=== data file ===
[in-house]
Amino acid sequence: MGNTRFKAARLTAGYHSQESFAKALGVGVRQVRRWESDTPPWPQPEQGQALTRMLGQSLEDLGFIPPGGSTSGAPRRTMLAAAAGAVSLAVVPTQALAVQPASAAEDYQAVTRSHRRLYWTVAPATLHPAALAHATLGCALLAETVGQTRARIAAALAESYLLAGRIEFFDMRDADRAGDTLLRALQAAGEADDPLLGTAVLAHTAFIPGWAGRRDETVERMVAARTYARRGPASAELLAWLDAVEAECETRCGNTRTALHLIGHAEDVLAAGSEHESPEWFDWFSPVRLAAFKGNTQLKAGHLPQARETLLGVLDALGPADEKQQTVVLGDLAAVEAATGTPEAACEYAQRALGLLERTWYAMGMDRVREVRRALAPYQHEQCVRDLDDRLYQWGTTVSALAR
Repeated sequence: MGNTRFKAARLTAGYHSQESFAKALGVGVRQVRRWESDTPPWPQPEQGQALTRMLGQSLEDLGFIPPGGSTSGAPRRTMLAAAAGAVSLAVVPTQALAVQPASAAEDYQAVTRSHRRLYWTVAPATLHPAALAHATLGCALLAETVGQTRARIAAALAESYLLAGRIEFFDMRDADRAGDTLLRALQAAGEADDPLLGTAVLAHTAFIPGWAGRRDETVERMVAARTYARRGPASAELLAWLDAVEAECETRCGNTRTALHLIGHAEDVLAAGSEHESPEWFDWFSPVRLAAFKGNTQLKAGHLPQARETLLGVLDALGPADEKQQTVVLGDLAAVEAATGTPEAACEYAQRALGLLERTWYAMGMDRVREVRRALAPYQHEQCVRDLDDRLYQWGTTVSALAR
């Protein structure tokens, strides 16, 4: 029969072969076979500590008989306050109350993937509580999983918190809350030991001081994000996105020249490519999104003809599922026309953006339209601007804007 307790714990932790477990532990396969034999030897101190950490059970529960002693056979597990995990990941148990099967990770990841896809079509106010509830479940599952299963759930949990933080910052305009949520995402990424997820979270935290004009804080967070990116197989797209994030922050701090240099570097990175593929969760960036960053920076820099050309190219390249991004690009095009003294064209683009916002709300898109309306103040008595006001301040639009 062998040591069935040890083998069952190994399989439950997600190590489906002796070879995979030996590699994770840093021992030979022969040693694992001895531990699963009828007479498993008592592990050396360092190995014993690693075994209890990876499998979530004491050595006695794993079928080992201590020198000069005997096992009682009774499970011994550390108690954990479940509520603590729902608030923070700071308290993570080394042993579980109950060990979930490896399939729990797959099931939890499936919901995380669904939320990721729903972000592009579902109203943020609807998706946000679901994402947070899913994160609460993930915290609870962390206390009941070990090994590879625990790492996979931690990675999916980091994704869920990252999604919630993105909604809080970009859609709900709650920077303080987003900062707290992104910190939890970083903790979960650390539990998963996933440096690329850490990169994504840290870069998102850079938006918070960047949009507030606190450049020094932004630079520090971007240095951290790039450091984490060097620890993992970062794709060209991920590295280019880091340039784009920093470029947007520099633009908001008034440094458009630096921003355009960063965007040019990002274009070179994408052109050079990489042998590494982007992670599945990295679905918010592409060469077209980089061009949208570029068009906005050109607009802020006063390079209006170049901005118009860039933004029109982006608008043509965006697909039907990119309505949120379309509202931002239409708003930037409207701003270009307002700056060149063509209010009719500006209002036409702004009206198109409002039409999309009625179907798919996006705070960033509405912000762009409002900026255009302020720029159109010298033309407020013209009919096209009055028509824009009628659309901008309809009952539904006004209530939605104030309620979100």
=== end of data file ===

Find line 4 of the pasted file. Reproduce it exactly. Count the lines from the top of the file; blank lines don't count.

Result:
């Protein structure tokens, strides 16, 4: 029969072969076979500590008989306050109350993937509580999983918190809350030991001081994000996105020249490519999104003809599922026309953006339209601007804007 307790714990932790477990532990396969034999030897101190950490059970529960002693056979597990995990990941148990099967990770990841896809079509106010509830479940599952299963759930949990933080910052305009949520995402990424997820979270935290004009804080967070990116197989797209994030922050701090240099570097990175593929969760960036960053920076820099050309190219390249991004690009095009003294064209683009916002709300898109309306103040008595006001301040639009 062998040591069935040890083998069952190994399989439950997600190590489906002796070879995979030996590699994770840093021992030979022969040693694992001895531990699963009828007479498993008592592990050396360092190995014993690693075994209890990876499998979530004491050595006695794993079928080992201590020198000069005997096992009682009774499970011994550390108690954990479940509520603590729902608030923070700071308290993570080394042993579980109950060990979930490896399939729990797959099931939890499936919901995380669904939320990721729903972000592009579902109203943020609807998706946000679901994402947070899913994160609460993930915290609870962390206390009941070990090994590879625990790492996979931690990675999916980091994704869920990252999604919630993105909604809080970009859609709900709650920077303080987003900062707290992104910190939890970083903790979960650390539990998963996933440096690329850490990169994504840290870069998102850079938006918070960047949009507030606190450049020094932004630079520090971007240095951290790039450091984490060097620890993992970062794709060209991920590295280019880091340039784009920093470029947007520099633009908001008034440094458009630096921003355009960063965007040019990002274009070179994408052109050079990489042998590494982007992670599945990295679905918010592409060469077209980089061009949208570029068009906005050109607009802020006063390079209006170049901005118009860039933004029109982006608008043509965006697909039907990119309505949120379309509202931002239409708003930037409207701003270009307002700056060149063509209010009719500006209002036409702004009206198109409002039409999309009625179907798919996006705070960033509405912000762009409002900026255009302020720029159109010298033309407020013209009919096209009055028509824009009628659309901008309809009952539904006004209530939605104030309620979100």